Regarding my creative style and voice, I think I always had it. It just was not noticeable enough for others because it wasn’t perfected. Last year, I took a break from social media and kept all my work to myself. That is when I think I finally perfected my style enough to make it recognizable. 

People would send me the videos I haven’t posted anywhere, asking if I have worked on them. They would say, they are my style. It made me feel happy because it meant my hard work had paid off.

CA: As a Creative Armenia Network member, you recently received Spark Grant for a music project. Can you give us some insight into the project?  

 

GA: It was surprising. 

 

I wanted to show how I see women. Their beauty, their mind, how independent they are or can be, without men by their side. I wanted to show everyone that women are much more powerful just by themselves. 

 

When I saw the Spark Grant announcement, I applied without any hesitation. But I wasn’t sure if people would like the idea. At the time, it was raw and undeveloped. 

When I received the Spark Grant I wasn’t just surprised. I was shocked. And I’m eternally grateful to Creative Armenia for believing in me and my vision. 

Creating the video was hard because I wanted the film to be good, impactful, and mysterious at the same time. A lot of things went wrong before, during, and even after the shooting. But I think I made it work with the help of my friends, who I’m grateful for. I could never do it without them. 

Finding the right models was also challenging. In my head, I had a clear idea of what they should look like. To find the three girls, I went through maybe every Armenian girl’s Instagram profile. When I finally found them, I was satisfied with my choice.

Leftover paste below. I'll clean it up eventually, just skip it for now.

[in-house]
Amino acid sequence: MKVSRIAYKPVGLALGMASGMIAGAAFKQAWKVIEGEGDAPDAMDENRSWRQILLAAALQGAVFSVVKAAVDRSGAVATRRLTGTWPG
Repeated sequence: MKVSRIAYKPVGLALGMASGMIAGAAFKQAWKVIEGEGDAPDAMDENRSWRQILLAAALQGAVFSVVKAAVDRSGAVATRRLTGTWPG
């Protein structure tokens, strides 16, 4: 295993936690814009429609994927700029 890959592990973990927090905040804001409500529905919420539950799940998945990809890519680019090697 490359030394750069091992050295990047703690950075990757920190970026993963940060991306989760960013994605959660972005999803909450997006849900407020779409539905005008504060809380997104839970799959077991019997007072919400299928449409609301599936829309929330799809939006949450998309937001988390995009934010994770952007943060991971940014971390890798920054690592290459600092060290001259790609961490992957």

Everything you see in the video, from the interior to makeup, was part of my creative vision. We fully redecorated the house for it to look exactly how I wanted. I knew what models should wear and what makeup they need to have. These were the things that helped everything come together. 

The video was my first big project and I wanted it to be perfect. At the end of the shootings, I had over 1TB of material, which I could edit into an hour-long movie. But it didn’t feel right. I wanted it to be as short and as beautiful as possible. 

When we finished shooting, I thought we were done, but we weren’t really. The editing process took longer than planning and shooting. I have changed a lot of things while editing. 

The hardest part was the music because I didn’t want to have just good songs. I wanted to have songs that would represent the video. I went through dozens of tunes, had dozens of video drafts until I was finally satisfied. 

After releasing it on YouTube, I didn’t expect the response I got. I thought, if I get 1,000-2,000 views I’ll be so happy. Now, it has over 15,000 views, which still blows my mind. One of the artists, whose song I used, even reposted it. I was shocked. And the number of people reaching out to me, saying they loved the video and the idea behind it, is just amazing.

CA: What is your long-term vision for your creative career? 

 

GA: This is such a difficult question because I think no one knows what is out there for them. And you don’t really know what will happen in 5 or 10 years from now. 

I feel that directing and shooting music videos for the artists that inspire me is something I would like to do for the rest of my life. Music has always been a huge inspiration and an important part of my life. I think that is something I would enjoy doing without getting tired. And maybe one day I’ll shoot a full-length movie with the idea I already have in my mind.